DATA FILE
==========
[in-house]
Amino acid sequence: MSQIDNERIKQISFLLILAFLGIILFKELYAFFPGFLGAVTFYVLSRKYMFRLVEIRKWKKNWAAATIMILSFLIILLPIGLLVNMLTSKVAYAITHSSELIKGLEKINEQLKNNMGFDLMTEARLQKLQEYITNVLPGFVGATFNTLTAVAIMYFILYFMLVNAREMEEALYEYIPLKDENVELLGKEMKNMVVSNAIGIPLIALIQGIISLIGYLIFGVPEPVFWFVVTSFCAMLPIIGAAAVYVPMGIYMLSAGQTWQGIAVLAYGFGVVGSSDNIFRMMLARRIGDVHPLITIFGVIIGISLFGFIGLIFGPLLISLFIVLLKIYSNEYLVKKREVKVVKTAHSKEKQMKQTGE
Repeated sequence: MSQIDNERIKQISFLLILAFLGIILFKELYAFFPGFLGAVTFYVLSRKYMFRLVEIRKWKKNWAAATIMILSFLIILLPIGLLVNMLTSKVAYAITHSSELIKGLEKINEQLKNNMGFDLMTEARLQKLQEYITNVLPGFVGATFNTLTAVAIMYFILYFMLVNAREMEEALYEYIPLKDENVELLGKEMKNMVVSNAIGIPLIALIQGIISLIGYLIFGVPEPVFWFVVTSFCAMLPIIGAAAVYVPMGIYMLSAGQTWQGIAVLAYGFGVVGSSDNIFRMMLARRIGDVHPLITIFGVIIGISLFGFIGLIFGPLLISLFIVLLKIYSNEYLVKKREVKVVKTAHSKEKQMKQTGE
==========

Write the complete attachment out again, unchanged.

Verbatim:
[in-house]
Amino acid sequence: MSQIDNERIKQISFLLILAFLGIILFKELYAFFPGFLGAVTFYVLSRKYMFRLVEIRKWKKNWAAATIMILSFLIILLPIGLLVNMLTSKVAYAITHSSELIKGLEKINEQLKNNMGFDLMTEARLQKLQEYITNVLPGFVGATFNTLTAVAIMYFILYFMLVNAREMEEALYEYIPLKDENVELLGKEMKNMVVSNAIGIPLIALIQGIISLIGYLIFGVPEPVFWFVVTSFCAMLPIIGAAAVYVPMGIYMLSAGQTWQGIAVLAYGFGVVGSSDNIFRMMLARRIGDVHPLITIFGVIIGISLFGFIGLIFGPLLISLFIVLLKIYSNEYLVKKREVKVVKTAHSKEKQMKQTGE
Repeated sequence: MSQIDNERIKQISFLLILAFLGIILFKELYAFFPGFLGAVTFYVLSRKYMFRLVEIRKWKKNWAAATIMILSFLIILLPIGLLVNMLTSKVAYAITHSSELIKGLEKINEQLKNNMGFDLMTEARLQKLQEYITNVLPGFVGATFNTLTAVAIMYFILYFMLVNAREMEEALYEYIPLKDENVELLGKEMKNMVVSNAIGIPLIALIQGIISLIGYLIFGVPEPVFWFVVTSFCAMLPIIGAAAVYVPMGIYMLSAGQTWQGIAVLAYGFGVVGSSDNIFRMMLARRIGDVHPLITIFGVIIGISLFGFIGLIFGPLLISLFIVLLKIYSNEYLVKKREVKVVKTAHSKEKQMKQTGE